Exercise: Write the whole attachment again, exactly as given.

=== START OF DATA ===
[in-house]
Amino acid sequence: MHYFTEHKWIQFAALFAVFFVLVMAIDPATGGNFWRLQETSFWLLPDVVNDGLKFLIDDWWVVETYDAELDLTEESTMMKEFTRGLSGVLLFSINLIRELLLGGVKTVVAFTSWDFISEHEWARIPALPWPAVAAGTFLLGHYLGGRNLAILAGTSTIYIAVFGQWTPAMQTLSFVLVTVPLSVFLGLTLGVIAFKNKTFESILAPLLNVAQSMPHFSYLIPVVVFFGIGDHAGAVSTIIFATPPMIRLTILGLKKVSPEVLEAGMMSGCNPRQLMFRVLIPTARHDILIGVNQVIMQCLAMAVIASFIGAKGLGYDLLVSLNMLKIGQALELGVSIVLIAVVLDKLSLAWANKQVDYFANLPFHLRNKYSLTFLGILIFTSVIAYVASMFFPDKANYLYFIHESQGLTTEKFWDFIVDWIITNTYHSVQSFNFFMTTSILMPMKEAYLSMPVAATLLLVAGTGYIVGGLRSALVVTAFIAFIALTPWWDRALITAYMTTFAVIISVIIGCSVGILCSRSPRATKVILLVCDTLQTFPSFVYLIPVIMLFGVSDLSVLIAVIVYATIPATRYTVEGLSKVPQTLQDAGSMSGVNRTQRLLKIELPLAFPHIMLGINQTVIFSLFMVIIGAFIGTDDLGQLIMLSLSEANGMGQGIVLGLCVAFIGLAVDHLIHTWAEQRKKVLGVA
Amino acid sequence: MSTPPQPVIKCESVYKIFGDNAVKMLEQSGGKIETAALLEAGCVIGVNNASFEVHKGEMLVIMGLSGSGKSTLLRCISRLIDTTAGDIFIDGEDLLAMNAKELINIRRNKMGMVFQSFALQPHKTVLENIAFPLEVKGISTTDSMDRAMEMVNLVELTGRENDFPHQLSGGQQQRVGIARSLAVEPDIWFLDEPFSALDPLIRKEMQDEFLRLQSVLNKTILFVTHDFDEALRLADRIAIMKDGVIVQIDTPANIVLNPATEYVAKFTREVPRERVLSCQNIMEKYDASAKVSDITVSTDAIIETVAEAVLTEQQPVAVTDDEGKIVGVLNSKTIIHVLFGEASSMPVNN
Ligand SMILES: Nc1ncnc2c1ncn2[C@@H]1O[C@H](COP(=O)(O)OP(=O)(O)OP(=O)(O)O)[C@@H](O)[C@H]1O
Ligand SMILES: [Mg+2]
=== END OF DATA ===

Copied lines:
[in-house]
Amino acid sequence: MHYFTEHKWIQFAALFAVFFVLVMAIDPATGGNFWRLQETSFWLLPDVVNDGLKFLIDDWWVVETYDAELDLTEESTMMKEFTRGLSGVLLFSINLIRELLLGGVKTVVAFTSWDFISEHEWARIPALPWPAVAAGTFLLGHYLGGRNLAILAGTSTIYIAVFGQWTPAMQTLSFVLVTVPLSVFLGLTLGVIAFKNKTFESILAPLLNVAQSMPHFSYLIPVVVFFGIGDHAGAVSTIIFATPPMIRLTILGLKKVSPEVLEAGMMSGCNPRQLMFRVLIPTARHDILIGVNQVIMQCLAMAVIASFIGAKGLGYDLLVSLNMLKIGQALELGVSIVLIAVVLDKLSLAWANKQVDYFANLPFHLRNKYSLTFLGILIFTSVIAYVASMFFPDKANYLYFIHESQGLTTEKFWDFIVDWIITNTYHSVQSFNFFMTTSILMPMKEAYLSMPVAATLLLVAGTGYIVGGLRSALVVTAFIAFIALTPWWDRALITAYMTTFAVIISVIIGCSVGILCSRSPRATKVILLVCDTLQTFPSFVYLIPVIMLFGVSDLSVLIAVIVYATIPATRYTVEGLSKVPQTLQDAGSMSGVNRTQRLLKIELPLAFPHIMLGINQTVIFSLFMVIIGAFIGTDDLGQLIMLSLSEANGMGQGIVLGLCVAFIGLAVDHLIHTWAEQRKKVLGVA
Amino acid sequence: MSTPPQPVIKCESVYKIFGDNAVKMLEQSGGKIETAALLEAGCVIGVNNASFEVHKGEMLVIMGLSGSGKSTLLRCISRLIDTTAGDIFIDGEDLLAMNAKELINIRRNKMGMVFQSFALQPHKTVLENIAFPLEVKGISTTDSMDRAMEMVNLVELTGRENDFPHQLSGGQQQRVGIARSLAVEPDIWFLDEPFSALDPLIRKEMQDEFLRLQSVLNKTILFVTHDFDEALRLADRIAIMKDGVIVQIDTPANIVLNPATEYVAKFTREVPRERVLSCQNIMEKYDASAKVSDITVSTDAIIETVAEAVLTEQQPVAVTDDEGKIVGVLNSKTIIHVLFGEASSMPVNN
Ligand SMILES: Nc1ncnc2c1ncn2[C@@H]1O[C@H](COP(=O)(O)OP(=O)(O)OP(=O)(O)O)[C@@H](O)[C@H]1O
Ligand SMILES: [Mg+2]